Receiver Lyman finally healthy and ready to help No. 10 Cal

Sept. 13, 2004

AP Sports Writer

BERKELEY, Calif. (AP) - Almost the only thing Chase Lyman has kept healthywhile playing football is his head.

Thank goodness for that - it certainly saved his sanity.

To best diagram his injuries, start at the top of his 6-foot-4, 210-poundframe and work down. There was his troublesome shoulder and a hurt finger,appendicitis and a severely torn hamstring, a banged-up knee and a sprainedankle.

All that has added up to five surgeries for No. 10 California's seniorreceiver.

Here's how bad his luck has been: He dislocated his finger on the first dayof fall camp two years ago and five minutes later tore his hamstring muscle offthe bone - causing him to need surgery, redshirt, and miss what would have beenhis true junior season.

'I'm done with surgery, I'm done with injuries,' Lyman says now. 'It'sgreat to be back on the field with all my friends. I spent the majority of twoyears hurt.'

Everyone around Cal sure hopes he stays healthy. Lyman is on a roll.

He caught five passes for a career-high 149 yards and a touchdown in Cal's52-49 Insight Bowl win over Virginia Tech last season and has carried thatsuccess into this year. In two games for the Golden Bears, Lyman has caughtseven passes for 210 yards and two touchdowns.

'Chase is awesome,' quarterback Aaron Rodgers said. 'He makes greatcatches. I can just throw the ball up. I threw some not-so-great passes and hegot them.'

Star receiver Geoff McArthur has been slowed by a strained oblique muscle sofar, leaving Lyman to take most of the plays at receiver in practice.

Lyman is hoping for many more big games this fall. But he'll have to waituntil the team's Pac-10 opener at Oregon State on Oct. 2. The Bears' gamescheduled for Thursday night at Southern Mississippi was postponed Mondaybecause of Hurricane Ivan.

'I expect this out of myself, and I expect this out of the team,' saidLyman, who grew up in nearby Los Altos Hills and remembers all the Bears' badyears. 'Our goal is to put drives together and score every time we touch theball.'

He took several months off after the bowl game last season to make sure herecovered physically. He ran a 4.45 in the 40-yard dash during the spring, andworked all summer to get his time down into the 4.3s.

'It was really those couple months where I could shut everything down andgive everything a rest and get back to 100 percent,' he said of last winter.

Now, it's hard for Lyman to even remember every body part he has hurt overthe years and in what order.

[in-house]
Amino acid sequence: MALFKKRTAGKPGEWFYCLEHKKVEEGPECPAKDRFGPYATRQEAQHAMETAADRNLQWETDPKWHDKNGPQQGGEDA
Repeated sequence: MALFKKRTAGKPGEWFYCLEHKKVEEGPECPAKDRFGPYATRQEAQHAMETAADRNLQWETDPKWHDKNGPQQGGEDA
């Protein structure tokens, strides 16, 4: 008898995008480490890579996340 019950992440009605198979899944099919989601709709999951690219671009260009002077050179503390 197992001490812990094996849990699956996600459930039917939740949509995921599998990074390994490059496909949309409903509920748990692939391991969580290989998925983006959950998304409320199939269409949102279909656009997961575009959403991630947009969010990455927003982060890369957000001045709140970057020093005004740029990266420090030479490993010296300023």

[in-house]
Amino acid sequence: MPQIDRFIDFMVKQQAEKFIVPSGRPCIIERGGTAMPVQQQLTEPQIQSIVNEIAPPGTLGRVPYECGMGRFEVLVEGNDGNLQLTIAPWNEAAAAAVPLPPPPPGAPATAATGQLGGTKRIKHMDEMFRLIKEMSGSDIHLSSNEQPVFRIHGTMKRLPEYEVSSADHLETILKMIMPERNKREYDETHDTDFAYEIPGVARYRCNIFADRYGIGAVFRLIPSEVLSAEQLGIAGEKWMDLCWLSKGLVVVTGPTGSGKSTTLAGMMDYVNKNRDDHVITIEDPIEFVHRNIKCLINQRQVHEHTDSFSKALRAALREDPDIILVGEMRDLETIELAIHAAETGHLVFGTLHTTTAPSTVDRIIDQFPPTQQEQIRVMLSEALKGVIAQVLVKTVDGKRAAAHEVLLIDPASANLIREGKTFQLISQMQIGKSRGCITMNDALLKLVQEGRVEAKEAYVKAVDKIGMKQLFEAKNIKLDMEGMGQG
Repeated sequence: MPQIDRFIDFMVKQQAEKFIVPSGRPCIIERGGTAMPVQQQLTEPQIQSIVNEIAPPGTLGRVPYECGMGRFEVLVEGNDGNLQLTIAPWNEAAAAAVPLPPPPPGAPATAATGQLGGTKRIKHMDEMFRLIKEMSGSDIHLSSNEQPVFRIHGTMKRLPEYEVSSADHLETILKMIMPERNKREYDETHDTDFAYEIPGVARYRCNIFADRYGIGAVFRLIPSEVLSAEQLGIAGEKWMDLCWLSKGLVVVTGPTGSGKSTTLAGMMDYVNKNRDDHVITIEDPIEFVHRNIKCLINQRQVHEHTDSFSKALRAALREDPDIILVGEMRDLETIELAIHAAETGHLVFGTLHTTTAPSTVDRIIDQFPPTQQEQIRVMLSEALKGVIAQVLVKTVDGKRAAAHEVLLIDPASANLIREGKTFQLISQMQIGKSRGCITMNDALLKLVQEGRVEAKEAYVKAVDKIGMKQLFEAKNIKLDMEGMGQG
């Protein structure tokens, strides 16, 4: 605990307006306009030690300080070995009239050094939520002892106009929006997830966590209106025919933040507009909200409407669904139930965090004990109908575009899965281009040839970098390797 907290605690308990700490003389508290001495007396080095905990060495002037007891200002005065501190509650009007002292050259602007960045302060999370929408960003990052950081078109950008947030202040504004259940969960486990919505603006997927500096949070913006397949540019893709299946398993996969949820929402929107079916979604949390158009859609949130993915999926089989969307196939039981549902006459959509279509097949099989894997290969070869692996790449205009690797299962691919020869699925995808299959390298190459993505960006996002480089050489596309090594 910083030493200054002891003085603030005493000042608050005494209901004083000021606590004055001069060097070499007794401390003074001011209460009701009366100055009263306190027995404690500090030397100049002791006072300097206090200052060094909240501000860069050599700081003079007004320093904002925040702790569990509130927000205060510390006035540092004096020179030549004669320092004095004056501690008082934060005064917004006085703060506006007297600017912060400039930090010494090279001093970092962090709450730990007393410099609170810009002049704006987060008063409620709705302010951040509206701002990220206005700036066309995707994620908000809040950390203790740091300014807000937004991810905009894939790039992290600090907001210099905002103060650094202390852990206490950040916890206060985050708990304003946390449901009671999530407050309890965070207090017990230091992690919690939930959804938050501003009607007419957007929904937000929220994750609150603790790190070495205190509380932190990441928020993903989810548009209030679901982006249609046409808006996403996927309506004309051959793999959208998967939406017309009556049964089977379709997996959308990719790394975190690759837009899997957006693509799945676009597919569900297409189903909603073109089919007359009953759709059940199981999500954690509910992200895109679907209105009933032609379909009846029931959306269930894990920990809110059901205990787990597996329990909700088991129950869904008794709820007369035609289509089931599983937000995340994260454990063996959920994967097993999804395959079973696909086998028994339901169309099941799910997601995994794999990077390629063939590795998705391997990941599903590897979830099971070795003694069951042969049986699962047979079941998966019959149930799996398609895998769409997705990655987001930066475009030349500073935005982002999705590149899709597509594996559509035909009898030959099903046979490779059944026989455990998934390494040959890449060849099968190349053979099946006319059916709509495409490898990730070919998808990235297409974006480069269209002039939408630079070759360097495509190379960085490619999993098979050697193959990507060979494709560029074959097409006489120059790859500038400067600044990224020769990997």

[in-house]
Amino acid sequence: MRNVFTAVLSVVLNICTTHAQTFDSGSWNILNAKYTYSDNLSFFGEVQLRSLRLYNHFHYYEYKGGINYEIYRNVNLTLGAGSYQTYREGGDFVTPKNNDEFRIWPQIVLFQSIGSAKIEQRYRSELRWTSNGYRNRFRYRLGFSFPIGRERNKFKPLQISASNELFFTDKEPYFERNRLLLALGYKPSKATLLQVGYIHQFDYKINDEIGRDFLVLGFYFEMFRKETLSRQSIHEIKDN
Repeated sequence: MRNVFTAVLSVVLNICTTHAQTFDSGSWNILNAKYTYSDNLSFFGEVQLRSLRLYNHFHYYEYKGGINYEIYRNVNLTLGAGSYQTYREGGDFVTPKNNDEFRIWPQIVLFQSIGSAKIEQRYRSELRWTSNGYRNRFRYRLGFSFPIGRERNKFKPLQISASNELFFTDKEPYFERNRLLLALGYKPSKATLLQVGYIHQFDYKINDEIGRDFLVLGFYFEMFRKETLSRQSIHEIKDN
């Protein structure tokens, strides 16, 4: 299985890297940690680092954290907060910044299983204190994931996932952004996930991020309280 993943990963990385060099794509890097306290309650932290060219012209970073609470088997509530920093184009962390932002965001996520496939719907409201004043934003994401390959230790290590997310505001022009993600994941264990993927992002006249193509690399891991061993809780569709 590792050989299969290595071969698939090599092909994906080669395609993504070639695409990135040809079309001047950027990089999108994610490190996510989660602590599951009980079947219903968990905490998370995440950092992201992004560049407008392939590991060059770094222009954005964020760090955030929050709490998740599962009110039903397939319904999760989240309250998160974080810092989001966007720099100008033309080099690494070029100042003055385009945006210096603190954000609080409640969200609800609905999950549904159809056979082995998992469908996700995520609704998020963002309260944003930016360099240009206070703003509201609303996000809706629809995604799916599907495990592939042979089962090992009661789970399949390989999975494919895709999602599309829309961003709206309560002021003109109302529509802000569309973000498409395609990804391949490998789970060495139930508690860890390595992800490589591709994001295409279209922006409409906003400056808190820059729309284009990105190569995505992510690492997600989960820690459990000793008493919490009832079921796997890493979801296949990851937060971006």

The team's media guide also lists groin and hip injuries among his problems.

He injured the back of his knee before even arriving on campus in 2000, butstill played as a true freshman and caught 19 passes for 313 yards. He had anappendectomy the following August and missed the season opener of his sophomoreseason.

Lyman was slated to start and was No. 1 on the depth chart in 2002, thentore his hamstring. He missed the season and spring ball.

'It's great to see not only his production on the field, but he has turnedinto one of our most popular team leaders,' third-year coach Jeff Tedfordsaid. 'It's great to see Chase have the success, because he deserves it.'

Not only is he popular with his teammates, Lyman is one of Cal's fastestplayers. He's also smart, and rarely makes a mistake - just ask safety MattGiordano, who guards him every day in practice.

'He has great hands and a knack for the ball,' Giordano said. 'If you tryto guard Geoff McArthur, Chase is going to burn you. Most receivers have aweakness, but Chase is big and strong, so it's hard to press him.'

Both Lyman's great-grandfather and grandfather attended Cal. Hisgrandfather, Fred Hodge, played football for the Bears under Pappy Waldorf inthe late 1940s.

Lyman's father, Brad, ran track and played football at UCLA, and went on toan NFL career with the Houston Oilers.

They spoke recently about what a positive turn the Cal program has takensince Lyman graduated from high school, when the Bears were consistent losersand Stanford had just played in the Rose Bowl. Tedford's influence has peopletalking of a Bowl Championship Series berth for this team.

'My dad said, 'Isn't it funny how things change? You really ended up goingto the right place in the long run.'' Lyman recalled.

All injuries aside, Lyman agreed.

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